It seemed a never ending cycle. Johnson pitched well. The other team would score maybe one or two runs and his team scored none. Johnson was likely frustrated, though his personality stopped him from expressing it publicly. He thought he had found his way out after the 1914 season. He was approached by the Chicago Whales of the newly formed Federal League and was offered a significant raise to join the rival league. Johnson agreed. Clark Griffith, the Senators owner, was outraged and terrified. He already had an agreement with Johnson and if he lost Johnson he had no team. Griffith reportedly approached Charles Comiskey for a loan. Comiskey refused at first telling Griffith it was his problem and he should deal with it. Nevermind, Griffith told him, it would be Comiskey's problem soon enough when Chicago fans started going to see Johnson pitch for the Whales instead of going to see Comiskey's White Sox. Comiskey helped Griffith and Johnson stayed in the nation's capital.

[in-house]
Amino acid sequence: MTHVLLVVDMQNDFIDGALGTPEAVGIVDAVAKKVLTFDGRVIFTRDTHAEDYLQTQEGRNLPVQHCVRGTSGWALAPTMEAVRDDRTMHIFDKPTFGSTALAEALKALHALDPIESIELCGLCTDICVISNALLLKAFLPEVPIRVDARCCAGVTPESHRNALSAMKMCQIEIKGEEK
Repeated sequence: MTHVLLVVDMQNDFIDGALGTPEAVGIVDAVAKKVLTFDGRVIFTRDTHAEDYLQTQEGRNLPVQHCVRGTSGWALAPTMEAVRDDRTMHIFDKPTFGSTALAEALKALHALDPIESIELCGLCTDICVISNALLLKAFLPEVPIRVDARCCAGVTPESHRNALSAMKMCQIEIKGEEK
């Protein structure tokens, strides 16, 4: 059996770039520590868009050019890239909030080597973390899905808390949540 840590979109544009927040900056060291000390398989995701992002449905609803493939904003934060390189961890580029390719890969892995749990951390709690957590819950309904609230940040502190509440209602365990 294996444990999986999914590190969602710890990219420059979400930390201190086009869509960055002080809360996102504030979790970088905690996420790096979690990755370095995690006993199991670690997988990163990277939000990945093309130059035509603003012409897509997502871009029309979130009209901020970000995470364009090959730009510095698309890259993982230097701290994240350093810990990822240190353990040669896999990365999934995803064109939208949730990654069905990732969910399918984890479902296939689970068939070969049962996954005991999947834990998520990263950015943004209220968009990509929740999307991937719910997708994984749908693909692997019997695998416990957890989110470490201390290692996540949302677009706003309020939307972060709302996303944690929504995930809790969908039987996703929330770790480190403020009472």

While Walter continued to work hard he saw other teams reach the promised land. Since he had entered the league he had seen the Tigers, A's, Red Sox, White Sox and even the Indians and Yankees reach the top while his Senators remained near the bottom, seldom competing. That was starting to change as the country roared into the 1920's. His reputation as the hard working, long suffering good guy was growing and the nation often read stories about how sad it was that the best pitcher in baseball played for such a lousy team. That lousy team was beginning to improve. They slowly started adding talented players like Sam Rice, Goose Goslin, Ossie Bluege and Bucky Harris.